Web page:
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I have list of samples as a txt file and want to only keep these samples from this large file; column name is samples name in the large file.

library(readr)
library(data.table)

df1 <- read_csv("control.csv", col_types = cols(Chromosome = col_skip(), Start = col_skip(), End = col_skip(), Strand = col_skip()))

df1[1:5,1:5]
# A tibble: 5 × 5
  ID          DN54 DC146 DDN44 DC179
  <chr>      <dbl> <dbl> <dbl> <dbl>
1 cg26928153 0.848 0.879 0.872 0.897
2 cg16269199 0.731 0.732 0.759 0.775
3 cg13869341 0.842 0.863 0.819 0.896
4 cg24669183 0.824 0.866 0.822 0.910
5 cg26679879 0.425 0.363 0.420 0.358
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    $\begingroup$ What have you tried? This is a straightforward R operation. $\endgroup$
    – Ram RS
    Nov 7, 2023 at 17:53
  • $\begingroup$ it is resolved now, I have updated my code above. $\endgroup$ Nov 8, 2023 at 13:44
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    $\begingroup$ "I have updated my code above" - Don't do that, add an answer and accept it instead. $\endgroup$
    – Ram RS
    Nov 8, 2023 at 16:15
  • $\begingroup$ Thanks Ram, I will add correct code as answer soon. $\endgroup$ Nov 12, 2023 at 10:04

3 Answers 3

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You can save time and memory by preprocessing your file before loading it into R.

Use miller toolkit to manipulate csv or tab-delimited files using column names.

Below is a one-liner that reads csv file, and writes columns specified in option -f, in the order (-o) listed on the command line:

mlr --csv cut -o -f col3,col1 in.csv > out.csv

To read the list of columns from a file, 1 column name per line:

mlr --csv cut -o -f $(paste -s -d, columns.txt) in.csv > out.csv

See also:

Note that miller can be easily installed, for example, using conda, specifically miniconda, like so:

conda create --channel conda-forge --name miller miller
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It's really just count[,col$V1]. Please learn about basic subsetting of columns and rows, it's simple yet powerful.

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  • $\begingroup$ thanks but it is not giving me CpG ID in first column. $\endgroup$ Nov 8, 2023 at 13:02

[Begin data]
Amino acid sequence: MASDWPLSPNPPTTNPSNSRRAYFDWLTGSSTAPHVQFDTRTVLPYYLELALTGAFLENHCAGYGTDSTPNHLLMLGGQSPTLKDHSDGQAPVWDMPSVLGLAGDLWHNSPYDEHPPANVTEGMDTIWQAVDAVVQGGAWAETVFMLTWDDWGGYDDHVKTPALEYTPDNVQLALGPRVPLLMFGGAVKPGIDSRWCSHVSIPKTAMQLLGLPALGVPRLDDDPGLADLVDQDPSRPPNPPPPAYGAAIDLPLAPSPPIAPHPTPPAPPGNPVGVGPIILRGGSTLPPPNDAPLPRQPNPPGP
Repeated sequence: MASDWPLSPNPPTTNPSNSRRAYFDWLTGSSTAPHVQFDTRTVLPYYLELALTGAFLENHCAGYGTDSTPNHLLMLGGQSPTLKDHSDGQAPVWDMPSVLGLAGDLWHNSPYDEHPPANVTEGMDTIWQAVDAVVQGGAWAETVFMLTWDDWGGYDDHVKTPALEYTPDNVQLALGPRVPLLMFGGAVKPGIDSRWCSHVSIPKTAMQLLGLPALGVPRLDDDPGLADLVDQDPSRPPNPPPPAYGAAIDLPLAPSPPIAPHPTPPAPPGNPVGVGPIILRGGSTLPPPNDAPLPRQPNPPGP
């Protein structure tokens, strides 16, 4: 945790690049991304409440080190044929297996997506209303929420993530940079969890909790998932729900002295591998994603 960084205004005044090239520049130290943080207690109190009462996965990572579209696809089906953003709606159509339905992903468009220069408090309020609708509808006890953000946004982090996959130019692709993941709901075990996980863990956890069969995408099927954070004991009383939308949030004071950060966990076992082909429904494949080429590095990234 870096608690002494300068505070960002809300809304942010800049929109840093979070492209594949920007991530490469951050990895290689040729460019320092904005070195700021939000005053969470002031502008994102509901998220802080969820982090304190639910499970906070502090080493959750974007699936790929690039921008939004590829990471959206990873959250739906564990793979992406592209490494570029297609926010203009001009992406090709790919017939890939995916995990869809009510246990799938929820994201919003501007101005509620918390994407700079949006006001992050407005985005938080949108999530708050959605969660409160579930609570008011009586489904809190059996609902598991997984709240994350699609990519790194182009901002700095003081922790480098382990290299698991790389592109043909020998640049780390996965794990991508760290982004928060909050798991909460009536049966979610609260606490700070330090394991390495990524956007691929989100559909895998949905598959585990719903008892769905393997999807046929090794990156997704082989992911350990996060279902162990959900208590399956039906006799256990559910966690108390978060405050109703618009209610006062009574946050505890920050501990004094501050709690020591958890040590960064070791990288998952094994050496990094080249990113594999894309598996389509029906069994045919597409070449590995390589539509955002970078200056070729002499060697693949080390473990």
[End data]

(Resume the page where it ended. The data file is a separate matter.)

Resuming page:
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    $\begingroup$ There you see that you're not investing time into understanding an answer. What this here does is to provide names to the object to be filtered using the inbuilt R filtering operator. If you need the names plus something else then add this. Like c(cpg_name, col$V1). Show some effort. $\endgroup$
    – ATpoint
    Nov 9, 2023 at 6:16
  • $\begingroup$ Thanks @ATpoint, it is sorted now and with your command, I was also not getting column names. $\endgroup$ Nov 12, 2023 at 10:02
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Below code works perfectly of me.

library(readr)
library(data.table)

df1 <- read_csv("control.csv", col_types = cols(Chromosome = col_skip(), Start = col_skip(), End = col_skip(), Strand = col_skip()))

df1[1:5,1:5]
# A tibble: 5 × 5
  ID          DN54 DC146 DDN44 DC179
  <chr>      <dbl> <dbl> <dbl> <dbl>
1 cg26928153 0.848 0.879 0.872 0.897
2 cg16269199 0.731 0.732 0.759 0.775
3 cg13869341 0.842 0.863 0.819 0.896
4 cg24669183 0.824 0.866 0.822 0.910
5 cg26679879 0.425 0.363 0.420 0.358

col <- unlist(fread("samples.csv", header=F))
col <- c("ID", col)
extracted <- df1[,col, with=F]

write.table(extracted, file="control.beta.txt",sep=",", quote=F, col.names=TRUE,row.names=FALSE)

df <- read_csv("control.beta.txt")
df[1:5,1:5]
# A tibble: 5 × 5
  ID         DC103R DC110R DC115 DC120R
  <chr>       <dbl>  <dbl> <dbl>  <dbl>
1 cg26928153  0.929  0.885 0.862  0.877
2 cg16269199  0.836  0.826 0.604  0.739
3 cg13869341  0.826  0.903 0.830  0.841
4 cg24669183  0.767  0.719 0.808  0.812
5 cg26679879  0.388  0.366 0.428  0.360
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